Benjamin Bray (c.1816-1867)
Benjamin Bray was a woollen spinner who helped raise the alarm that the Bilberry Reservoir embankment was overflowing in the early hours of 5 February 1852.
He was born in the Township of Wooldale, the son of Thomas Bray.
He married Mary Charlesworth, the daughter of engineer Joseph Charlesworth, on 21 October 1839 at All Hallows, Almondbury. The couple had nine known children:
- Hannah Bray (c.1840–?)
- Thomas Bray (c.1841–?)
- Sarah Bray (c.1843–?)
- Martha Ann Bray (1845–1879)
- Emma Bray (1847–?)
- Eliza Bray (c.1850–?)
- Joseph Bray (1851–?)
- Clara Bray (c.1855–?)
- Dora Bray (c.1858–1925)
At the time of the 1841 Census, the family was living on Brownhill Lane. By 1851, he was working as a woollen spinner at Bank End Mill, Austonley. The family moved to Rashcliffe, Lockwood, prior to 1855.
Benjamin Bray died aged 52 and was buried on 30 November 1867 at Emmanuel Church, Lockwood. Mary Bray died aged 58 and was buried on 20 November 1877 at the same church.
Holmfirth Flood of 1852
Bray was one of a number of people who watched Bilberry Reservoir's level rise on 4 February 1852. At around 11:30pm, the water began to flow over the sunken part of the embankment and started washing away the eastern slope, weakening the structure. A flow of water also appeared at the foot of the embankment.
At some point after midnight, he set off towards Holmfirth to raise the alarm by calling out "flood!", accompanied by John Whiteley (of Nether Lane) and Joseph Whiteley. They parted at Longwalls with Bray deciding to warn people at Hinchliffe Mill whilst John Whiteley carried on towards Holmfirth.
He appeared at the inquest into the flood and made the following statements:
I am in the employ of Messrs. Roebuck, and was on the embankment two or three times on the evening of the 4th February, watching the water. I was there from ten to eleven o’clock. Mr. Joe Roebuck was there, in a field on the north side. He said he thought it was time for somebody to go to Holmfirth and Hinchliffe Mill to give warning. I told him I had been at Charles Batty’s, and he had told me there were parties from Holmfirth there that afternoon, Garside and Brown. I heard Mr. Roebuck crying out often to the people on the embankment to come off. I accompanied Mr. Roebuck to Mrs. Hirst’s, and Mr. Roebuck insisted upon them coming out of their house. This would be between eleven and twelve o’clock. They did not leave while we stopped, I went back to the embankment. This was between twelve and one o’clock. Mr. Roebuck was there then. The water was running over the settlement.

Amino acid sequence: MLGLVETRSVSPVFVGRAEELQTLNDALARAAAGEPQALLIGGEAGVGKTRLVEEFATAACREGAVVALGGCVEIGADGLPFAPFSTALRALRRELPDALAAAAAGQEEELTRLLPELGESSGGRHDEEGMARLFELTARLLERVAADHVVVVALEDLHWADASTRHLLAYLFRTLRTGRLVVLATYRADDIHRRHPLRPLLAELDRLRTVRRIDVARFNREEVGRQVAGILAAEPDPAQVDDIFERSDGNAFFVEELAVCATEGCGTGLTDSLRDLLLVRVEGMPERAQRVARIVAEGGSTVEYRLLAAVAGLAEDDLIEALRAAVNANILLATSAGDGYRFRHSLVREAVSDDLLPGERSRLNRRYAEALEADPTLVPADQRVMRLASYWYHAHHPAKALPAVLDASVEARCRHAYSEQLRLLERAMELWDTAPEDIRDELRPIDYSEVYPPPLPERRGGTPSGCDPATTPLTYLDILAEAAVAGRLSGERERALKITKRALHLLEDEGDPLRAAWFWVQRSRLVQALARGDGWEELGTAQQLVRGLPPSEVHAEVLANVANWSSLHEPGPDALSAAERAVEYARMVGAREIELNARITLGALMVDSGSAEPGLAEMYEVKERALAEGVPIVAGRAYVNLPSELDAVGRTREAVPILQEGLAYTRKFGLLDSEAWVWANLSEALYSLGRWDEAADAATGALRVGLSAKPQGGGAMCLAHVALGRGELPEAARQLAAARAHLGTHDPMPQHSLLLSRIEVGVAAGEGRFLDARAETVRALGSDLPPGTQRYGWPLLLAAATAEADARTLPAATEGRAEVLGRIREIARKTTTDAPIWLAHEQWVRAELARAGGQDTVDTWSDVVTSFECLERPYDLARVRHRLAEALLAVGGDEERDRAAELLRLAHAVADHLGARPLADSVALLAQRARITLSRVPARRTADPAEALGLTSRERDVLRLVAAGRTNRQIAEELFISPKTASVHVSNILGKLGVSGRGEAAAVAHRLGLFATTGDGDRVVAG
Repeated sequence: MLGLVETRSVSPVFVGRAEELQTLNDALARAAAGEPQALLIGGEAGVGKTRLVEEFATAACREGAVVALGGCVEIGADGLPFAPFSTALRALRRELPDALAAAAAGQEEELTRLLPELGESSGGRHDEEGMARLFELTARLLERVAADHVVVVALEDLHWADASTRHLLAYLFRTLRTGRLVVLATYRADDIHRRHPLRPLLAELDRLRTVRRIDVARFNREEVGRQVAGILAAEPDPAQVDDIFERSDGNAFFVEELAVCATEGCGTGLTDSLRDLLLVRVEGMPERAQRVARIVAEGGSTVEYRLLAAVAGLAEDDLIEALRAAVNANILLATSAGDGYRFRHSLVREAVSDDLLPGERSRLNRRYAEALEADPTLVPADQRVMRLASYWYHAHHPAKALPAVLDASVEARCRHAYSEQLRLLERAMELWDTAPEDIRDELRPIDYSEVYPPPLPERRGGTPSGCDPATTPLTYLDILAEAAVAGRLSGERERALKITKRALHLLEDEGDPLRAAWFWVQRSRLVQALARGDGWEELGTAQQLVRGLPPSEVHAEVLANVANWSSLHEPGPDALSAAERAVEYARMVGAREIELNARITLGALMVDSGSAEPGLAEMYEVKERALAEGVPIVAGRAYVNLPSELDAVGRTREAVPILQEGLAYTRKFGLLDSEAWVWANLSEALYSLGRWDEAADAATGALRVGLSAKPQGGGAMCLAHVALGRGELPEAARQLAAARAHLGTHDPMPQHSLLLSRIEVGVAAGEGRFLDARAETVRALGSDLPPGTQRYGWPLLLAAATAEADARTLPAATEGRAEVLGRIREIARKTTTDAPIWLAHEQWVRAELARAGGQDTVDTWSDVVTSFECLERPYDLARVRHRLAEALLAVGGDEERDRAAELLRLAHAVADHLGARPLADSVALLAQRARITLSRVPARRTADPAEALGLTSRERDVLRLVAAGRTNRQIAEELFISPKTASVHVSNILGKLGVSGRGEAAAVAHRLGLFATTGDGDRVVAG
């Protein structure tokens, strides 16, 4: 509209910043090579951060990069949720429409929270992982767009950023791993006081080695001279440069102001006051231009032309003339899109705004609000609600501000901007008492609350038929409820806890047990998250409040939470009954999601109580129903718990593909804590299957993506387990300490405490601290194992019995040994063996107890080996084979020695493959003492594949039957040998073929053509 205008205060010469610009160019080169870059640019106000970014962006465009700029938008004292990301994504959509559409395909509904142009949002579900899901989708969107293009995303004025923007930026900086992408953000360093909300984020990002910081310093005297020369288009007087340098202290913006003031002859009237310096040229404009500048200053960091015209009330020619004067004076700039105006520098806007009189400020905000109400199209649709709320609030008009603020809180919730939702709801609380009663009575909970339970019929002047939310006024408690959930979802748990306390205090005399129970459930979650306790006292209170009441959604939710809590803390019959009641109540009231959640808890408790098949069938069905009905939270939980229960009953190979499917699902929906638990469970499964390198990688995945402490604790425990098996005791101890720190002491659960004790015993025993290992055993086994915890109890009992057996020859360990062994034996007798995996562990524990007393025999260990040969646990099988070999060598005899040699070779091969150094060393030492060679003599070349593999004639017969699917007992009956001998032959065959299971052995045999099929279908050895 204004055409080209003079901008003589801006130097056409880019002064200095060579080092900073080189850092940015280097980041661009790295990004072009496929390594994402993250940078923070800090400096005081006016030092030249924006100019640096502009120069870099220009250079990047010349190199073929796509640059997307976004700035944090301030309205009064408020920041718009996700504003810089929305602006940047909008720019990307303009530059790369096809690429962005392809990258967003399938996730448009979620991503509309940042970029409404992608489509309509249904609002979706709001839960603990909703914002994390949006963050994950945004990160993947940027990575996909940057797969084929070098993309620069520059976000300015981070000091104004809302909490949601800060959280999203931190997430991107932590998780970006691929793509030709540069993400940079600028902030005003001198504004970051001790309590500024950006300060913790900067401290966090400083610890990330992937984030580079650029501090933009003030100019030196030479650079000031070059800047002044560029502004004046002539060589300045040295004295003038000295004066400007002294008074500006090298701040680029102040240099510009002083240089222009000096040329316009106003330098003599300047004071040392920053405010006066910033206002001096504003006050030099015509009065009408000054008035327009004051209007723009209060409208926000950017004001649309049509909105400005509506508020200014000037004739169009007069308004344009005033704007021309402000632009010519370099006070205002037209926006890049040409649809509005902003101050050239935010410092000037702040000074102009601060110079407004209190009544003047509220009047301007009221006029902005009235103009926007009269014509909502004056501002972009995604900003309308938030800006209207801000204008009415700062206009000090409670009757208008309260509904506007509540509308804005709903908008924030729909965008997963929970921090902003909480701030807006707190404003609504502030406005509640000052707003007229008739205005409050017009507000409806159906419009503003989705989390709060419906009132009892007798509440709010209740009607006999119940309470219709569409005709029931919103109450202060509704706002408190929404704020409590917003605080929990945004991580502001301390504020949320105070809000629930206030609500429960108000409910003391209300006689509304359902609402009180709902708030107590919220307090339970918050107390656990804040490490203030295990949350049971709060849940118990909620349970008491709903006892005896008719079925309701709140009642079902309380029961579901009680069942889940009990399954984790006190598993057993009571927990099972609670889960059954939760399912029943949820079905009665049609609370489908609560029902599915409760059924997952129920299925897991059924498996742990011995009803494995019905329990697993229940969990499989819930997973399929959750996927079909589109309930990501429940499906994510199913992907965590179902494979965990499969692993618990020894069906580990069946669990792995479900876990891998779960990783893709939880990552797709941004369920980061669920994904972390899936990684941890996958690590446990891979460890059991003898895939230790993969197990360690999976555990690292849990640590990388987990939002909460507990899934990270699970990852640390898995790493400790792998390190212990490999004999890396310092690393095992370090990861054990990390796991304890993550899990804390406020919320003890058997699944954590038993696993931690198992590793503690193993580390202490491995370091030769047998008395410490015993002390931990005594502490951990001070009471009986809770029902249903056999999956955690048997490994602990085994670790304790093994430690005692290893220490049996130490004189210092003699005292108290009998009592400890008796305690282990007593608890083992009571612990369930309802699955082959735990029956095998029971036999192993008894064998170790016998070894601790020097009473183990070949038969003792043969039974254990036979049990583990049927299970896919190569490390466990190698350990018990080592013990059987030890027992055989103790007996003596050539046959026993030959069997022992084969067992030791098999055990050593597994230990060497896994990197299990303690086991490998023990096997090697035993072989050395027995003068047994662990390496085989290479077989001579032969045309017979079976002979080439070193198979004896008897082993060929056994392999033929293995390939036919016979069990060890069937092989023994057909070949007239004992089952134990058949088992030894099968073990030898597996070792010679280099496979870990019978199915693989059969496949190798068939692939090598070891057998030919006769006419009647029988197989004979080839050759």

I did not give the alarm by Mr. Roebuck’s orders ; but I met John Whiteley coming off the embankment, and asked him to go with me to Holmfirth and Hinchliffe Mill, to alarm them. He did so, and I called as we went down Water Street, whilst he went on to Holmfirth. We parted at Long Wall. As I went I gave the alarm. I got as far as Mrs. Marsden’s door, in Water Street. She is a person who is drowned. I then thought I had gone as far as I dare. I was then in danger of my own life. I shouted out at Marsden’s as loud as I could. When I went to Mrs. Marsden’s door the water was close behind me.
Mr. Roebuck removed his own property. He removed the pieces from Bilberry Mill. This he did at six o’clock on Wednesday. He had them taken to Bank End. Bank End is partly carried away. I am not aware that he removed any on Sunday or Monday. I believe he did not. The pieces removed on Wednesday evening were removed on account of the flood. They were removed out of the way of the water, into an upper room at the Bank End. These goods were not removed from one mill to the other in the ordinary course of business.
Notes and References
- Married Louisa Jane Brierley on 6 December 1871 at Huddersfield.
- Born 17 June 1847. Married Robert Kenworthy 26 December 1874.
- Born 26 October 1851. Married Sarah Elizabeth Binns on 31 March 1878.
- "The Holmfirth Catastrophe: Official Enquiry" in Huddersfield Chronicle (28/Feb/1852).